Investing in the railway - Transport Contents


6  Freight

53. The amount of freight transported by rail has grown by 70% in the last twenty years, generating more than £1.5 billion a year in economic benefits for the UK.[186] Rail freight takes the equivalent of 7.6 million lorry journeys off our roads each year with potential for growth and further modal shift.[187] The Rail Freight Group (RFG) stated in written evidence that the sector had received "significant investment" in recent control periods through the Strategic Freight Network and Transport Innovation Fund. The RFG viewed this investment as "a strong sign of Government's support for the rail freight sector".[188] Other witnesses were less enthusiastic. Lindsay Durham, Head of Rail Strategy at Freightliner, stated that the Government's support was "fairly low-key".[189] In her oral evidence, Maggie Simpson, Executive Director of the Rail Freight Group, said that there was high-level support from the Government in principle for rail freight, but that this was not matched by resources or commitment within the Department.[190] John Smith, Managing Director, GB Railfreight, told us that "the rhetoric is certainly there, but the intelligent, pragmatic understanding of what is then needed is sadly lacking".[191] As a result, he cautioned that freight could get marginalised as the Department was "almost writing timetables [for passenger rail] that the infrastructure cannot support".[192] As a result, we heard, freight was viewed as "an inconvenient side-effect".[193] The Secretary of State told us he was "disappointed and sorry" about the feelings of the freight sector.[194]

54. While welcoming the freight-specific investments on the network, Freightliner's written evidence argued that the investment was "still small in comparison to passenger investment".[195] Freightliner argued that, at most, the freight investment accounted for just 3.2% of the enhancements fund, while freight trains account for 7.5% of all train miles on the network.[196] Nigel Jones, Head of Planning at DB Schenker and the freight representative for the Rail Delivery Group, cautioned about separating the funding for freight-specific enhancements from the work on the network as whole. He argued that while the freight-specific funding appeared "relatively small […] the vast majority of general network investment and enhancement benefits rail freight as much as it benefits passengers", noting station enhancements as the only improvement specific to passenger rail.[197] Mr Jones also said that to gain maximum benefit from freight-specific investment it needed to be implemented alongside the investment on the rest of the network. As an example he cited the need for coordination between the investment on the freight route from Felixstowe and the Midland Main Line.[198] Dr Lamonte argued that freight had "played second-fiddle to passenger services for so long", and called for freight to be treated as a priority when considering investment in trans-Pennine links.[199] Councillor Chris Shaw, Leader, North East Lincolnshire Council noted that while most UK-manufactured cars are exported through Grimsby, "none of them" travelled to the port by rail.[200] Cllr Shaw also told us that all trains coming out of Immingham docks had to go through a junction "still operated by semaphore signalling".[201]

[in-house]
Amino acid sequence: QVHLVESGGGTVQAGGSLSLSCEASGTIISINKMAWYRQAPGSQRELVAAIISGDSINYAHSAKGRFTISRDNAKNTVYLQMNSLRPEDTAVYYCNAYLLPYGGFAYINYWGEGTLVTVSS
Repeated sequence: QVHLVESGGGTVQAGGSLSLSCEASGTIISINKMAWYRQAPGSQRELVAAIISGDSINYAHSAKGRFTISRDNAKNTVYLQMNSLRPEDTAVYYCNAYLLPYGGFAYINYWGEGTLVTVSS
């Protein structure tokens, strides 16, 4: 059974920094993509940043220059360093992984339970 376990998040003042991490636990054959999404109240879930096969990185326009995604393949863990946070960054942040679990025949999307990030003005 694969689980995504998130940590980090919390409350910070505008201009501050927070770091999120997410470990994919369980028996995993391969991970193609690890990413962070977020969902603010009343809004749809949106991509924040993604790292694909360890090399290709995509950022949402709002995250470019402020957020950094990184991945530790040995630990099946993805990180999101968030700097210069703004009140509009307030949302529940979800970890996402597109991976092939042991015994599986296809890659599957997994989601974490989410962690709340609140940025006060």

55. We heard that the freight operators had been working far more closely with Network Rail through the Rail Delivery Group, delivering "big improvements in performance".[202] The ORR reported that when it had consulted the freight sector on Network Rail's performance, it had been "very supportive" of Network Rail.[203] In turn, we heard that the freight operators had made progress in releasing unused train paths.[204]